Looking Outward from the Village: The Effects of Soil Moisture on Prehistoric Cropland in the Central Mesa Verde Region
Author(s): Andrew Gillreath-Brown
Ancestral Pueblo communities of the central Mesa Verde region (CMV) became increasingly reliant on maize agriculture for their subsistence needs by A.D. 900. Researchers have been studying the Ancestral Pueblo people for over a century using a variety of methods to understand the relationships between climate, agriculture, population, and settlements. While this research has produced a well-developed cultural history of the region, studies at a smaller scale are still needed to understand the relationship between farming landscapes and settlement patterns. Ancestral Pueblo farmers were dependent on having sufficient soil moisture for successful plant growth. A static geospatial soil moisture model was developed to predict potential agricultural field locations in the semi-arid region of the Goodman Point watershed in the CMV. The results of the model and its application help to clarify subtle changes within local farming communities. Farmers shifted away from preferred farmland during Terminal Pueblo III (ca. A.D. 1260–1300), probably because of other factors such as a desire to protect and surround critical water sources. The general outcome of this research is an improved understanding of human-environmental relationships across the local landscape in the CMV.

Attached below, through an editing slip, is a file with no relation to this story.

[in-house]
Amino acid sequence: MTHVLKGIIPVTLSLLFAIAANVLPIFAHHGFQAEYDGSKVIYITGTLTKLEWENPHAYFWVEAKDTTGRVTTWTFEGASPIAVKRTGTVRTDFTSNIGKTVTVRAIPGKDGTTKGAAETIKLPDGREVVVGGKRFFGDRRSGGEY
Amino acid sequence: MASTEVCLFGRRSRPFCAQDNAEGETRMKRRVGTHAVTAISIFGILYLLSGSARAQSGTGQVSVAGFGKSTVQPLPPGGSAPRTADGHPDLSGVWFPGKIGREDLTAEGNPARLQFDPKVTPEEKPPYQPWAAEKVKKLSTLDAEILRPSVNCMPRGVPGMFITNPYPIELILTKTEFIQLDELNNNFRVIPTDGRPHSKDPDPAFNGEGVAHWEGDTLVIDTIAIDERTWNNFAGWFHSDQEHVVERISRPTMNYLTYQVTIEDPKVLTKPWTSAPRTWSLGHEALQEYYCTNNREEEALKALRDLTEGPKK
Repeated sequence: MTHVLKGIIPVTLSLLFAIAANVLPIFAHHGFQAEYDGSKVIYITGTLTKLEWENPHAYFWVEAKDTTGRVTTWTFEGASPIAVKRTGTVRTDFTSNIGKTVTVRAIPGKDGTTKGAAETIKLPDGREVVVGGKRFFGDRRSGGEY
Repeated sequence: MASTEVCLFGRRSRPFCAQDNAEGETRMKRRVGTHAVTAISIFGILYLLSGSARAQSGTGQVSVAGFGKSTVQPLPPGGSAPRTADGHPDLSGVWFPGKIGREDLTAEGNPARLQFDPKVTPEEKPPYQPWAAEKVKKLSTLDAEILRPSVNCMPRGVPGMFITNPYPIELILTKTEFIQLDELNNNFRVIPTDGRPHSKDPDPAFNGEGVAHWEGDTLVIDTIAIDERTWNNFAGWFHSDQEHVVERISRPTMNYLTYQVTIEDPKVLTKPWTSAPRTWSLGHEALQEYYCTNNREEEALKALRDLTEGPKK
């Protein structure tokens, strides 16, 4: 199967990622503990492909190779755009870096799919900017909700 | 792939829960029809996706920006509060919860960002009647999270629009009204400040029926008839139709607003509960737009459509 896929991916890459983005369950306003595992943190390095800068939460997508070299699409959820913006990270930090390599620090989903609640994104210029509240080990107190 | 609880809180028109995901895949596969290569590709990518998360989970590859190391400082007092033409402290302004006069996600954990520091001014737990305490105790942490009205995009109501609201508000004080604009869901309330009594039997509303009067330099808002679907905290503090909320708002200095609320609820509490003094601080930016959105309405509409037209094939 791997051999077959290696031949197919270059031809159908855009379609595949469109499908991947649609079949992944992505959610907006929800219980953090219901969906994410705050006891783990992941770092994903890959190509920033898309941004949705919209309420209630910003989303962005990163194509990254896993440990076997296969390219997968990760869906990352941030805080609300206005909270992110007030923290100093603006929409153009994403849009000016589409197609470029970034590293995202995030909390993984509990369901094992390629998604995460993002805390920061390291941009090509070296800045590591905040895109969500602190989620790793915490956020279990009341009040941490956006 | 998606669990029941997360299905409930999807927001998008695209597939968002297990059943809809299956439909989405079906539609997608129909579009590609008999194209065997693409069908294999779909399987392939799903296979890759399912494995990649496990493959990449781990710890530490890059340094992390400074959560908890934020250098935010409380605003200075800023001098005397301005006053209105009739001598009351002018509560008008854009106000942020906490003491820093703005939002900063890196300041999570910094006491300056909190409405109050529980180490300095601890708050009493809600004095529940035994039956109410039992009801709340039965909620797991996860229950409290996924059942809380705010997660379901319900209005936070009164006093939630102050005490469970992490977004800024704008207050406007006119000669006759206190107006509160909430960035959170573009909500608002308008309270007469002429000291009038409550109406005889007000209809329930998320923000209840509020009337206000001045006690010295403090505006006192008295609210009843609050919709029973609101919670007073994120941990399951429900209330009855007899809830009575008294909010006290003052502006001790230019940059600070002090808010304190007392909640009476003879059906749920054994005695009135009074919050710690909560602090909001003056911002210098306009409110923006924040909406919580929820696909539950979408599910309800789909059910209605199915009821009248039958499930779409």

Cite this Record
Looking Outward from the Village: The Effects of Soil Moisture on Prehistoric Cropland in the Central Mesa Verde Region. Andrew Gillreath-Brown. Presented at The 81st Annual Meeting of the Society for American Archaeology, Vancouver, British Columbia. 2017 ( tDAR id: 428926)
This Resource is Part of the Following Collections
min long: -115.532; min lat: 30.676 ; max long: -102.349; max lat: 42.033 ;
Abstract Id(s): 14815